4 Steps to Get Organized in 15 Minutes
It’s a familiar movie scene: A successful magazine editor — or sometimes she’s a creative director at an advertising agency — floats into the office, an assistant hands her a latte, and she sits at her spotless, midcentury-modern desk.
She has none of the sticky notes, stapled receipts, soccer pictures, inboxes, outboxes, notebooks, reports, cords, tchotchkes or empty coffee cups that we all have.
And research shows she’s got the right idea.
According to Jennie Dede, head of customer success at LinkedIn, an employee’s performance goes hand-in-hand with his or her workspace. When it’s organized, he or she is more motivated to work.
So, we all agree that cleaner is better. But how does one get there? Follow these steps, for starters.
Start small. If your desk, files, laptop and mind are cluttered, don’t try to tackle it all at once. Choose one thing that you can clean up in 15 minutes. Maybe it’s your email inbox, the loose papers on your desk or the open tabs in your web browser. Don’t think about anything else that’s messy in your life; just set a timer and clean one thing for 15 minutes.
Make it part of your daily routine. Once you’ve started the ball rolling on day one, make it a habit. Things that are on your calendar are more likely to get done, so instead of using your calendar for meetings and deadlines only, build in a little time for getting organized. It can be your last 15 minutes of the day, the first 15 minutes in the morning or somewhere in between. Make a calendar invite or set a reminder on your phone, and simply work on organizing for 15 minutes. When the timer dings, give yourself permission to just stop and pick it up tomorrow. (The 15-minute timer works great for cleaning projects at home, too.)
Prioritize. It can be easy to spend a lot of time on the wrong things. For example, you could get stuck reformatting a bunch of last year’s Excel sheets that no one ever will see, or you could spend that time organizing something that everyone will see. Look with fresh eyes at your office or desk. Is your collection of vendor swag piling up? Are there stickers all over your laptop? Imagine what your boss or co-workers would point out as your biggest messy area, and start there. Chip away at that project using your 15-minute bursts until it’s done.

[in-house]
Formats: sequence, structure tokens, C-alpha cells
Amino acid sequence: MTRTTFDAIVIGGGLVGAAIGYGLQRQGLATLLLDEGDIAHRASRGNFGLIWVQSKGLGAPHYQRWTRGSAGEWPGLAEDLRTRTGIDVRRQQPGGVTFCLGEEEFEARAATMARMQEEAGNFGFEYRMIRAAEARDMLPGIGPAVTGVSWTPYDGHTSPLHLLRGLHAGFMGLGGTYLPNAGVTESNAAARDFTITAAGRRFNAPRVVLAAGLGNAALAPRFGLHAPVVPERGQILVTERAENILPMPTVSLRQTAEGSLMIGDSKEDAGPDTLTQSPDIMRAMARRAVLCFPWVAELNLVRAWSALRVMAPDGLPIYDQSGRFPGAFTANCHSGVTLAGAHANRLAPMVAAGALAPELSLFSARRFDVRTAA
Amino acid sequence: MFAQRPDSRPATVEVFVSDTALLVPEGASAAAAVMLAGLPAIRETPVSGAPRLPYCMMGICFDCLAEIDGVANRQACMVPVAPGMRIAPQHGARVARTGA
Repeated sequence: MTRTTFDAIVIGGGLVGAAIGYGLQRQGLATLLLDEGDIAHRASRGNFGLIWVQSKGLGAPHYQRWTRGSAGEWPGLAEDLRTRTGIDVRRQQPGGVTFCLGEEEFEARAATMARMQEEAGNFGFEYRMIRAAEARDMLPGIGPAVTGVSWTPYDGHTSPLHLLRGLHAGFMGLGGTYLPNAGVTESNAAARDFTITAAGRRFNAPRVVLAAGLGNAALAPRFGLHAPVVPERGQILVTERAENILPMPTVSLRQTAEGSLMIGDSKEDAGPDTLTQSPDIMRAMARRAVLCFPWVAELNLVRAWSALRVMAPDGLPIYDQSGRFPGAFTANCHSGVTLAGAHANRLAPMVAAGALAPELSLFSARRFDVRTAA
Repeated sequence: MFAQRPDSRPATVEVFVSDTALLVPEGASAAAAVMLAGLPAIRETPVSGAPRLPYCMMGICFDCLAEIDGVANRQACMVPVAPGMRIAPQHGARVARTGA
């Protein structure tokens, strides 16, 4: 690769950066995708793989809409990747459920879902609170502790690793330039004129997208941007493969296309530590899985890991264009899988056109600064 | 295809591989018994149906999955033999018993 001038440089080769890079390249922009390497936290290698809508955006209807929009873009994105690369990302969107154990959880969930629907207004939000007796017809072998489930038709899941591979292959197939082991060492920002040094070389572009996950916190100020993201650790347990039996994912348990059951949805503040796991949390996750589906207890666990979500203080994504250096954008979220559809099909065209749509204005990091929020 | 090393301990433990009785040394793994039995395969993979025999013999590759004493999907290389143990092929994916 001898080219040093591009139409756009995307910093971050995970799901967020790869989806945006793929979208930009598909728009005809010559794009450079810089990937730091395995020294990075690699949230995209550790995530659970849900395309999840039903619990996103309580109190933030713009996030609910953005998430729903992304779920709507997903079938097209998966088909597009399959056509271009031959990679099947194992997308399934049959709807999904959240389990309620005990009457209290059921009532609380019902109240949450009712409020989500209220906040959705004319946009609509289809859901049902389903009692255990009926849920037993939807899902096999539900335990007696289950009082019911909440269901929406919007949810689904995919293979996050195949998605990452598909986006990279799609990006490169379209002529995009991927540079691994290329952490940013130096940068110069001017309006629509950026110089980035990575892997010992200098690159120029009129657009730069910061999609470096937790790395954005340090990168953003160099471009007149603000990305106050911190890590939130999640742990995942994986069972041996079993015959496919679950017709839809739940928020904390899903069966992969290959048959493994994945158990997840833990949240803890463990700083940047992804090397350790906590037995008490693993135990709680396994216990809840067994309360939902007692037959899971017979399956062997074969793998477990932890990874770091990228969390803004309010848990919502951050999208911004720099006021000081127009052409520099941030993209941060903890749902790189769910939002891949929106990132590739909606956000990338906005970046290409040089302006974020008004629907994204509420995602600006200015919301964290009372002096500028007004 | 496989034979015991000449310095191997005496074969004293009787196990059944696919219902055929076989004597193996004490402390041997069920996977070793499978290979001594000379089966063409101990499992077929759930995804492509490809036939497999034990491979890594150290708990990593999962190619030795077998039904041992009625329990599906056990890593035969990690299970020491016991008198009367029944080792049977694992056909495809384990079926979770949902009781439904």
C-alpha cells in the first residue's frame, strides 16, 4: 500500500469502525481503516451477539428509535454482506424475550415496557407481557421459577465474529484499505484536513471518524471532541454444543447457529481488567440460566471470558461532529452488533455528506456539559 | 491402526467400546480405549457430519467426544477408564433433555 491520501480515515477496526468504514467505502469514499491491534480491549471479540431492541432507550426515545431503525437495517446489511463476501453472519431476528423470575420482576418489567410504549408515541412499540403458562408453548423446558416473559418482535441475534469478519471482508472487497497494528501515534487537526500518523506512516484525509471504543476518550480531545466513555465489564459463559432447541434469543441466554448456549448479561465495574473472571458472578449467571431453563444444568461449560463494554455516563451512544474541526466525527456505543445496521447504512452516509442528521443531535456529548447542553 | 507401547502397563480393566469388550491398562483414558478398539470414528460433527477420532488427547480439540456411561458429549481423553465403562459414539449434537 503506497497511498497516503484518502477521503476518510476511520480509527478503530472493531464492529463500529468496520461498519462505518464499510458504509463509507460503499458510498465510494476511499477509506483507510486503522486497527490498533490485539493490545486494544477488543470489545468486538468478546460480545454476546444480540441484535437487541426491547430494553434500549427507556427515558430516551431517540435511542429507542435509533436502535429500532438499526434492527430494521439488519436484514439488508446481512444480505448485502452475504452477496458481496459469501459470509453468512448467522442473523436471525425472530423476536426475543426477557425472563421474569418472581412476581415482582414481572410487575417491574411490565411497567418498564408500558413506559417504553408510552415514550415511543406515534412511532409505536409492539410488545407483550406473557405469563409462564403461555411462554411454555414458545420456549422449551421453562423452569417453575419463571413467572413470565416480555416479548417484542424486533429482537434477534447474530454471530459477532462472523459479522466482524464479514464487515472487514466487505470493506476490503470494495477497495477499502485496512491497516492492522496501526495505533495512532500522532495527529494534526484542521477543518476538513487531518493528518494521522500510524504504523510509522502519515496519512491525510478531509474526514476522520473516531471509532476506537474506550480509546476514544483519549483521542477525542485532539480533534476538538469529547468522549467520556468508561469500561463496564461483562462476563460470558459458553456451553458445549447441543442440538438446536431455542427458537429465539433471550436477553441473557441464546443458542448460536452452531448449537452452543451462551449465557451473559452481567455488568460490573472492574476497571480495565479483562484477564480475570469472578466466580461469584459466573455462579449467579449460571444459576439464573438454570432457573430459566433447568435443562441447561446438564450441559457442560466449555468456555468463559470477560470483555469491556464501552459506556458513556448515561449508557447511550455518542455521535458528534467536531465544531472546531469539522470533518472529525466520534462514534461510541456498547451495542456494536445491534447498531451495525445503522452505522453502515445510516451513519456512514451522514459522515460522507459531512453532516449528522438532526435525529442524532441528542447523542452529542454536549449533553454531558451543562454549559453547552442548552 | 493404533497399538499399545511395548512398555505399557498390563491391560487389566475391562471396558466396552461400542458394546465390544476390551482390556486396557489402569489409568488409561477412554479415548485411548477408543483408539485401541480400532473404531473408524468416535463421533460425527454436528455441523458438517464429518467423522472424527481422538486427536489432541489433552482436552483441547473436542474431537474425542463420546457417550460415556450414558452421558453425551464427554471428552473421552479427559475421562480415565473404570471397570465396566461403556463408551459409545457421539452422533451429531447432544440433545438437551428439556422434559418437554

Keep your inbox clean. It may seem like a little thing, but believe me, your inbox deserves its own bullet point. There are different methods for keeping your inbox organized — clear it to zero at the end of the day, create smartboxes that sort your email — but choose one and stick with it. If cleaning your inbox seems like an overwhelming task, think of it as its own project and start at step one: Start small, make it part of your daily routine and prioritize.
You also might consider unsubscribing from every marketing email, daily digest and product update email that you get: every single one. If the information they contain is valuable to you, seek it out on the company’s website.
After about three weeks, your new organizational practices will become a habit, and you’ll be able to work through these steps on autopilot. But the first, most important step to becoming organized is to want to be organized. So, when you look around and yearn for a cleaner life, do something about it. Take 15 minutes, and just start.
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